Saxophone Forum


by nicko12
(4 posts)
16 years ago

selmer tenor new york 1914

does any body know how much a 1914 selmer new york is worth

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  1. by connsaxman_jim
    (2336 posts)

    16 years ago

    Re: selmer tenor new york 1914

    Are you sure about the year? My guess is that it was made by Conn for Selmer in the early 1920's and the 1914 is the patent date. If so, then it's basically a New Wonder Series I stencil. Unfortunately, they're not worth too much. In excellent condition, probably around $1000.

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    1. by nicko12
      (4 posts)

      16 years ago

      Re: selmer tenor new york 1914

      even if has all the original pads and the original cork in condition like its a 1990

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      1. by connsaxman_jim
        (2336 posts)

        16 years ago

        Re: selmer tenor new york 1914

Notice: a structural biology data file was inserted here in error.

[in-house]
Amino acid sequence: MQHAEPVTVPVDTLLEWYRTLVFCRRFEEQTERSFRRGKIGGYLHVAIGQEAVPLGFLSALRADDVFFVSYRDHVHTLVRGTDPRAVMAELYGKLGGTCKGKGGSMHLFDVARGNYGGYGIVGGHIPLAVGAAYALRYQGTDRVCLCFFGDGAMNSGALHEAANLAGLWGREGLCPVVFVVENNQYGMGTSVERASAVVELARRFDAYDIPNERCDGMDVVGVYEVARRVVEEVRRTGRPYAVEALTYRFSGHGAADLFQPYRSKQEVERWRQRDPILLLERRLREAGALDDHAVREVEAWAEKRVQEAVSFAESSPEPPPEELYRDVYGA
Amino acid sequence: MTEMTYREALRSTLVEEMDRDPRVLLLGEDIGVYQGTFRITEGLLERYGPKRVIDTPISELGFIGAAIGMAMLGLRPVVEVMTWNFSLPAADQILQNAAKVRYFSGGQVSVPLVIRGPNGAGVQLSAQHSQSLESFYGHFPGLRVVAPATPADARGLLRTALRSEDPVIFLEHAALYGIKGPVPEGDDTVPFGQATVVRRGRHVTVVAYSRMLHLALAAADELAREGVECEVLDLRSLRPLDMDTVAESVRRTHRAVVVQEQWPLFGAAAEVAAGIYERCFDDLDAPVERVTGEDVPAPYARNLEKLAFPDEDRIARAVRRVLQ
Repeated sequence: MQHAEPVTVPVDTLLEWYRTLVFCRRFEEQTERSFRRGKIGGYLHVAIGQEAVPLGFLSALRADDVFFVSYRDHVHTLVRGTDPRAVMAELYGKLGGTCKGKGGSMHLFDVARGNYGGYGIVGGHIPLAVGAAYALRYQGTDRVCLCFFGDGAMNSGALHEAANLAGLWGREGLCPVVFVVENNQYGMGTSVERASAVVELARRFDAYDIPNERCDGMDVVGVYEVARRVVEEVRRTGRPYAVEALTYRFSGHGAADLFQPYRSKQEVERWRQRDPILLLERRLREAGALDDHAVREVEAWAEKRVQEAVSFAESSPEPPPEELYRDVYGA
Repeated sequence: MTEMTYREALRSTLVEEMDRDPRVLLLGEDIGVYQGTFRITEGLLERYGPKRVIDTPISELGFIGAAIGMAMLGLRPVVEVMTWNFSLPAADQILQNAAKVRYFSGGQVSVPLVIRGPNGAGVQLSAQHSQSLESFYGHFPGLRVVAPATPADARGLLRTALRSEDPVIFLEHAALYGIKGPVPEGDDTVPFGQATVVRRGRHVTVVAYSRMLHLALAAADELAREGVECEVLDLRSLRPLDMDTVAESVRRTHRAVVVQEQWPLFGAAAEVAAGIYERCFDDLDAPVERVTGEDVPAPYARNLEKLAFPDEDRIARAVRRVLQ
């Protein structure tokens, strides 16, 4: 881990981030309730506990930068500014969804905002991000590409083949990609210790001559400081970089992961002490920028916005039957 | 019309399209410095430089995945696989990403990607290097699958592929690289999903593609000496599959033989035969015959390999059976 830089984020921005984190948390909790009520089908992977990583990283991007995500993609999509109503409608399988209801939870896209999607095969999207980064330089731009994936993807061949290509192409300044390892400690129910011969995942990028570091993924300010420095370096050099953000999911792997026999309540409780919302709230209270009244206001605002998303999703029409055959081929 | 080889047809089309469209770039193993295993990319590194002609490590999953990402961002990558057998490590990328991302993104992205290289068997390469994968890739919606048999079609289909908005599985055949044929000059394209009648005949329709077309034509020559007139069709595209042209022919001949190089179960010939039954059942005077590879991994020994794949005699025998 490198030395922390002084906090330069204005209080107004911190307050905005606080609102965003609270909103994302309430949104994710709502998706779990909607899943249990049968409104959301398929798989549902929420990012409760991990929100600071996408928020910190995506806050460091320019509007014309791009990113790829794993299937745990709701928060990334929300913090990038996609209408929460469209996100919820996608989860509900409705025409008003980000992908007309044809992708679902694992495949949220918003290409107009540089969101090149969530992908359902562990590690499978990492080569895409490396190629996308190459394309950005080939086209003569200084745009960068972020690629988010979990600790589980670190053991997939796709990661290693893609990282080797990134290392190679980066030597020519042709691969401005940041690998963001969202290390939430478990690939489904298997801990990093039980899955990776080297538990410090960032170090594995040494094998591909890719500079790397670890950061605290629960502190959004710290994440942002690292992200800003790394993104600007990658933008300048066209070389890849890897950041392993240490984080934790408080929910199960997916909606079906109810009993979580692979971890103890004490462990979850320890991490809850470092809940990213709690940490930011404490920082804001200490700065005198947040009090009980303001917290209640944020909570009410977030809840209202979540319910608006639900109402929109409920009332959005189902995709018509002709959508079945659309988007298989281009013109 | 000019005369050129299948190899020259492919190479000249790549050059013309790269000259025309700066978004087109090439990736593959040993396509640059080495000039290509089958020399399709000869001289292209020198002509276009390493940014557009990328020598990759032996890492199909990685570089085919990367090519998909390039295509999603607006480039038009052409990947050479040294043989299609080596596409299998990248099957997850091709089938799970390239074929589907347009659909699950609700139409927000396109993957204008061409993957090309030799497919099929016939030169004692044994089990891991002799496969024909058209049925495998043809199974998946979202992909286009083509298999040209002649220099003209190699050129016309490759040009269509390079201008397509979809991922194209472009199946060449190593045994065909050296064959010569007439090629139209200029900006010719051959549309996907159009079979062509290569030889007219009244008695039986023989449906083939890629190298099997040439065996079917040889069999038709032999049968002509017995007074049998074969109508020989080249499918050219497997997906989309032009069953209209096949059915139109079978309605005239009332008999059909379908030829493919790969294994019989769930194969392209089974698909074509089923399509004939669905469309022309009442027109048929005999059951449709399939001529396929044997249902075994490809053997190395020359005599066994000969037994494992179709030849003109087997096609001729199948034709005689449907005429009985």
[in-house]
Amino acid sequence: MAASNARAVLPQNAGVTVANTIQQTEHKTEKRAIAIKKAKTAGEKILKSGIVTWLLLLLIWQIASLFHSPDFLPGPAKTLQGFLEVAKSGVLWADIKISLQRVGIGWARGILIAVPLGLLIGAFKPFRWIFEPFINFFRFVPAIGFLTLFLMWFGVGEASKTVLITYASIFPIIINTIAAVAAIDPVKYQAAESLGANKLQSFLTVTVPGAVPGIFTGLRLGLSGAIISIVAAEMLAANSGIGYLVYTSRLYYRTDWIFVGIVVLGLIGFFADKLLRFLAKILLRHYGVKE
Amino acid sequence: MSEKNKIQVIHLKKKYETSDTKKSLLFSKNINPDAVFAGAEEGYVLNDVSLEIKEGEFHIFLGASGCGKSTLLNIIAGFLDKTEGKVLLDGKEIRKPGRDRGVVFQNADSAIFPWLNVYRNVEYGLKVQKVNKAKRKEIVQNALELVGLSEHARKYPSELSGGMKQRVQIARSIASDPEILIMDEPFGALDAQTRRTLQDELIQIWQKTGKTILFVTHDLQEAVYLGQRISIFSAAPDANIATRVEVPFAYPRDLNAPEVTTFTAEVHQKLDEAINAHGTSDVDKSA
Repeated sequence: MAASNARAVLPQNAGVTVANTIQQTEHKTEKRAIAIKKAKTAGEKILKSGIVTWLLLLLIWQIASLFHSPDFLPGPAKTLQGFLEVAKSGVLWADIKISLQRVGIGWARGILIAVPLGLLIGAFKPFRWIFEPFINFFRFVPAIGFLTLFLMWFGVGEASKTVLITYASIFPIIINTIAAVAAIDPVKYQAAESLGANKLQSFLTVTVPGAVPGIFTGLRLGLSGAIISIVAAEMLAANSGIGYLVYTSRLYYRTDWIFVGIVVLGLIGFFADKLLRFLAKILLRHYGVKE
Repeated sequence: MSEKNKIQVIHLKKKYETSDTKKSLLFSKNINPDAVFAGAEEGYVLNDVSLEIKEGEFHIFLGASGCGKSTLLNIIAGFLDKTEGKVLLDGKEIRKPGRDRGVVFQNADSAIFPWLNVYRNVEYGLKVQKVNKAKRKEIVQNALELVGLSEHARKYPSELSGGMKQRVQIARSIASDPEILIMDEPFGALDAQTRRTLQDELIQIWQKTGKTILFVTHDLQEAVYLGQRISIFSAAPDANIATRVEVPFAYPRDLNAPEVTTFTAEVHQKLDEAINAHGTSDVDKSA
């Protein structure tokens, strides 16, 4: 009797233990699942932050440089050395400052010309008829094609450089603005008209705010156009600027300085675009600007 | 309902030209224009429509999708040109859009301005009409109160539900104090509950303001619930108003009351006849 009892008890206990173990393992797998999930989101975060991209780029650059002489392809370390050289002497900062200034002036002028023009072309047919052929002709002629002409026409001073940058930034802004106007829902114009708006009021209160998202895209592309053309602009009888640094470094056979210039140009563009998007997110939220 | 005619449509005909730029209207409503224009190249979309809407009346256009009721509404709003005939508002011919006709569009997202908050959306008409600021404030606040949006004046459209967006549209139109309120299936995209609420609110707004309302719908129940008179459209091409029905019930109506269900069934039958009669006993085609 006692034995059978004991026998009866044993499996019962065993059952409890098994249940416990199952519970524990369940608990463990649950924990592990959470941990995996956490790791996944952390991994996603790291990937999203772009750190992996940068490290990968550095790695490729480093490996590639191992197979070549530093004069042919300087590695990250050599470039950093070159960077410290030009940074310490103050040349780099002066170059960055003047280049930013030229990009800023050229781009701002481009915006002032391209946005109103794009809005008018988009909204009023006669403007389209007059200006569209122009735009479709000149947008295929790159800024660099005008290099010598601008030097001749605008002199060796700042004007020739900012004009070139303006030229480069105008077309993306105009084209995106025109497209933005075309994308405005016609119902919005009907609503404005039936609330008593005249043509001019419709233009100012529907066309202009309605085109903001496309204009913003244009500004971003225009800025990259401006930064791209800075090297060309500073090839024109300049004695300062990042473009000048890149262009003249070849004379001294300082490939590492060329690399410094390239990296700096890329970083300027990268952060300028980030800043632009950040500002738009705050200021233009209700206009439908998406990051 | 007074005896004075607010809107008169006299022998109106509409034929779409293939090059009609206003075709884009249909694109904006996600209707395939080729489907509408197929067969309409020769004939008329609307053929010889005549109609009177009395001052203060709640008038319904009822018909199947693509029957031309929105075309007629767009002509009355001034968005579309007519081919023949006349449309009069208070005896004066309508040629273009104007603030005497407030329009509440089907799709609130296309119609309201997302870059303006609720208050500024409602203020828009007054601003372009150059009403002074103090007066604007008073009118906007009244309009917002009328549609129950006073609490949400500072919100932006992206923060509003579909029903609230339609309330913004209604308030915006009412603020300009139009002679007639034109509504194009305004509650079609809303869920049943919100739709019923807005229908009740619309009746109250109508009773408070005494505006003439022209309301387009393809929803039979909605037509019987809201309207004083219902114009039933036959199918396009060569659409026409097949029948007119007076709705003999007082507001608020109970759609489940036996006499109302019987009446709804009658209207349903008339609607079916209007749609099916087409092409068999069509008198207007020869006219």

If the pads and corks are original, they will definately need to be replaced. I've seen and even purchased a couple horns that were mid 1920's vintage with original pads. One in particular, a 1922 Conn C Melody had all of the original white pads. This saxophone was like brand new. It had been played only a couple times and sat in a closet untouched for more than 75 years. Surprisingly, I was able to play through a C scale without any major leaks, but I wouldn't really say it was playable with those pads. What happens is the pads dry and get hard with age. They get brittle and tear very easy. Also, the glue that bonds the pad to the keycup dries up and the pads will start to fall out. Your sax would need to be repadded before it can be played to any extent. The glue on the corks also tends to dry up with age, and the corks may also start to fall off. I could probably give you a more accurate appraisal if I could see some pictures of the sax. I am guessing that it is an early 1920's Conn New Wonder Series I stencil. I could be wrong. I am guessing that the 1914 is Conn's patent date, not the date that your horn was made. I would guess the horn to have been made sometime between 1920-1924. The very early Selmer saxophones (before about 1915) were made in France by Cousenon. Only a few were sold in America as special orders. They were quite expensive. In the late teens and 20's, Buescher, Martin, and Conn all made horns for Selmer. Most were made by Conn, which was the largest manufacturer in of wind instruments in the United States at that time. The Selmer Manhattan models were made by Martin. Buescher didn't really come into the picture until a little later, but also built several models for Selmer including the padless sax and Bundy models. IF the sax is a New Wonder Series I stencil as I suspect it is, it's worth about $100 less than a Conn New Wonder Series I. Even in excellent condition, a Series I is only worth about $1100-$1200. Most stencils are worth even less. The Conn horns had rolled tone holes, and a microtuner neck, which most of the stencils did not. Even though the name Selmer is well known in the industry today, Selmer did not make their own saxophones at this time. In fact, most of the Selmer instruments were made by other manufacturers. The Selmer Balanced Action, Super Balanced Action, and Mark VI are their vintage horns that often bring good money. The older New York models, Cigar Cutter series, and Radio Improved models are not particularly valuable even though they are very nice horns.

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